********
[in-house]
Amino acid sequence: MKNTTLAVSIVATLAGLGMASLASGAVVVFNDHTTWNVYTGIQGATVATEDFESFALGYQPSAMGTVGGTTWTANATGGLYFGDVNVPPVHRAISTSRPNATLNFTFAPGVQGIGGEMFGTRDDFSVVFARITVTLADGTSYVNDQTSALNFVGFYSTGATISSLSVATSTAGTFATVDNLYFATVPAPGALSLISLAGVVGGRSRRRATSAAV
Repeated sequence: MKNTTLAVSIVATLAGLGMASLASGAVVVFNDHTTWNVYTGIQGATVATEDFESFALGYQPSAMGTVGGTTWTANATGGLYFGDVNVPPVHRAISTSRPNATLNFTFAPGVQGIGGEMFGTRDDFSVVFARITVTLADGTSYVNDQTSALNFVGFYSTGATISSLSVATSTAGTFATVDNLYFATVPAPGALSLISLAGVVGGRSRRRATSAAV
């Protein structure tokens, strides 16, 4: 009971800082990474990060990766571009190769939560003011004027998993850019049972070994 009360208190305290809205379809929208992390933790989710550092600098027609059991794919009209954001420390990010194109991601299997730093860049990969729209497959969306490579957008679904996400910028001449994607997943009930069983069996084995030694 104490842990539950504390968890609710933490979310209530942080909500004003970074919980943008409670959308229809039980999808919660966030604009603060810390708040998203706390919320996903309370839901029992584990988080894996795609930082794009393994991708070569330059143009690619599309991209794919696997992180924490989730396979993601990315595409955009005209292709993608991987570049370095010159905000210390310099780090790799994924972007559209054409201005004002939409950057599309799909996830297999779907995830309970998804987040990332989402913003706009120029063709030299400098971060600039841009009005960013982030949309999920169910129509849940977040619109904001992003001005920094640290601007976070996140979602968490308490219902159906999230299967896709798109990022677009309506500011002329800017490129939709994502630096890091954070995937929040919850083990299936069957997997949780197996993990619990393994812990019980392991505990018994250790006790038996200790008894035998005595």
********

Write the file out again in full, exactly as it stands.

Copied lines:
[in-house]
Amino acid sequence: MKNTTLAVSIVATLAGLGMASLASGAVVVFNDHTTWNVYTGIQGATVATEDFESFALGYQPSAMGTVGGTTWTANATGGLYFGDVNVPPVHRAISTSRPNATLNFTFAPGVQGIGGEMFGTRDDFSVVFARITVTLADGTSYVNDQTSALNFVGFYSTGATISSLSVATSTAGTFATVDNLYFATVPAPGALSLISLAGVVGGRSRRRATSAAV
Repeated sequence: MKNTTLAVSIVATLAGLGMASLASGAVVVFNDHTTWNVYTGIQGATVATEDFESFALGYQPSAMGTVGGTTWTANATGGLYFGDVNVPPVHRAISTSRPNATLNFTFAPGVQGIGGEMFGTRDDFSVVFARITVTLADGTSYVNDQTSALNFVGFYSTGATISSLSVATSTAGTFATVDNLYFATVPAPGALSLISLAGVVGGRSRRRATSAAV
């Protein structure tokens, strides 16, 4: 009971800082990474990060990766571009190769939560003011004027998993850019049972070994 009360208190305290809205379809929208992390933790989710550092600098027609059991794919009209954001420390990010194109991601299997730093860049990969729209497959969306490579957008679904996400910028001449994607997943009930069983069996084995030694 104490842990539950504390968890609710933490979310209530942080909500004003970074919980943008409670959308229809039980999808919660966030604009603060810390708040998203706390919320996903309370839901029992584990988080894996795609930082794009393994991708070569330059143009690619599309991209794919696997992180924490989730396979993601990315595409955009005209292709993608991987570049370095010159905000210390310099780090790799994924972007559209054409201005004002939409950057599309799909996830297999779907995830309970998804987040990332989402913003706009120029063709030299400098971060600039841009009005960013982030949309999920169910129509849940977040619109904001992003001005920094640290601007976070996140979602968490308490219902159906999230299967896709798109990022677009309506500011002329800017490129939709994502630096890091954070995937929040919850083990299936069957997997949780197996993990619990393994812990019980392991505990018994250790006790038996200790008894035998005595």